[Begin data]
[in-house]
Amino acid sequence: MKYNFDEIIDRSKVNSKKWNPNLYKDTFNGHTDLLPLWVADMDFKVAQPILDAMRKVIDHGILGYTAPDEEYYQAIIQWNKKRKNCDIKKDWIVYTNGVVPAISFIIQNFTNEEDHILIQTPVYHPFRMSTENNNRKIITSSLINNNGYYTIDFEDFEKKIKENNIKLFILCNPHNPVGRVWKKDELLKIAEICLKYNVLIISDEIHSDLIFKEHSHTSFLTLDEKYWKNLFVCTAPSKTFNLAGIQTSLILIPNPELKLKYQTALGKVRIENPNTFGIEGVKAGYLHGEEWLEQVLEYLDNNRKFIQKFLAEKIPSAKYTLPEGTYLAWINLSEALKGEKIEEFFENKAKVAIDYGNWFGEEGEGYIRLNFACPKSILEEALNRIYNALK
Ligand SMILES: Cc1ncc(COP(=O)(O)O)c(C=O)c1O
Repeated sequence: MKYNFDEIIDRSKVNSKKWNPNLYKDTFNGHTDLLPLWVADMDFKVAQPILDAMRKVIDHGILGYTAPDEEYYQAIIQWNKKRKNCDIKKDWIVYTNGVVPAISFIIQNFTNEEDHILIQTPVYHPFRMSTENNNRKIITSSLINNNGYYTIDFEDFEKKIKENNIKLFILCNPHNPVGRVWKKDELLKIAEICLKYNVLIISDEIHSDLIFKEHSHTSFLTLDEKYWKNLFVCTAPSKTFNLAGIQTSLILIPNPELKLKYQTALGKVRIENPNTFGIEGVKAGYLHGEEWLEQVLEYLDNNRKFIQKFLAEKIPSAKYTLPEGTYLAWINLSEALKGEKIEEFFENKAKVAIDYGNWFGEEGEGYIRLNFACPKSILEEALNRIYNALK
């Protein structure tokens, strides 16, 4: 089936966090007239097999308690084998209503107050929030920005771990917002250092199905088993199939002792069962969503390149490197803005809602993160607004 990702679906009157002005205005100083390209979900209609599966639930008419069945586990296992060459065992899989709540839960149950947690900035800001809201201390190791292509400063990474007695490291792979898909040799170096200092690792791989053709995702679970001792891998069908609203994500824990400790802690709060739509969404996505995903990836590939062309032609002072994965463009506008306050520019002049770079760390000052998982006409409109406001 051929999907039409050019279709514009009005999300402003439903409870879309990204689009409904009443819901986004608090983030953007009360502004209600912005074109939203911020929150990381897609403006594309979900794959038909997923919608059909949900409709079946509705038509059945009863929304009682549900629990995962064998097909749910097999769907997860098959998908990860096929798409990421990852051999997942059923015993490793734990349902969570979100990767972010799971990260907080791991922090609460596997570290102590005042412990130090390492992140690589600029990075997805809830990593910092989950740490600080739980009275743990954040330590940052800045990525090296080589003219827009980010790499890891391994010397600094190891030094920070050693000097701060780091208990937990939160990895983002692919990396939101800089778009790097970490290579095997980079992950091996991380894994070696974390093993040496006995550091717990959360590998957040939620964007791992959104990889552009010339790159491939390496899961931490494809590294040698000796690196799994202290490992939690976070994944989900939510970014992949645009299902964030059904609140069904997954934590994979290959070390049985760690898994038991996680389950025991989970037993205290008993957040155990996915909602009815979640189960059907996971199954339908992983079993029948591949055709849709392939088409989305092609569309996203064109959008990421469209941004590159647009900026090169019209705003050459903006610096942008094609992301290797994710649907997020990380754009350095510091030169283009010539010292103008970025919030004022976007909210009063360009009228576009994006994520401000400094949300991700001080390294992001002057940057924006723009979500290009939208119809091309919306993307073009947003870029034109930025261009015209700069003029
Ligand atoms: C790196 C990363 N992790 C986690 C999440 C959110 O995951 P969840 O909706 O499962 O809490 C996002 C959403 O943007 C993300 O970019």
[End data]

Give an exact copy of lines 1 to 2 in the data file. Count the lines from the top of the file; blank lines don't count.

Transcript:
[in-house]
Amino acid sequence: MKYNFDEIIDRSKVNSKKWNPNLYKDTFNGHTDLLPLWVADMDFKVAQPILDAMRKVIDHGILGYTAPDEEYYQAIIQWNKKRKNCDIKKDWIVYTNGVVPAISFIIQNFTNEEDHILIQTPVYHPFRMSTENNNRKIITSSLINNNGYYTIDFEDFEKKIKENNIKLFILCNPHNPVGRVWKKDELLKIAEICLKYNVLIISDEIHSDLIFKEHSHTSFLTLDEKYWKNLFVCTAPSKTFNLAGIQTSLILIPNPELKLKYQTALGKVRIENPNTFGIEGVKAGYLHGEEWLEQVLEYLDNNRKFIQKFLAEKIPSAKYTLPEGTYLAWINLSEALKGEKIEEFFENKAKVAIDYGNWFGEEGEGYIRLNFACPKSILEEALNRIYNALK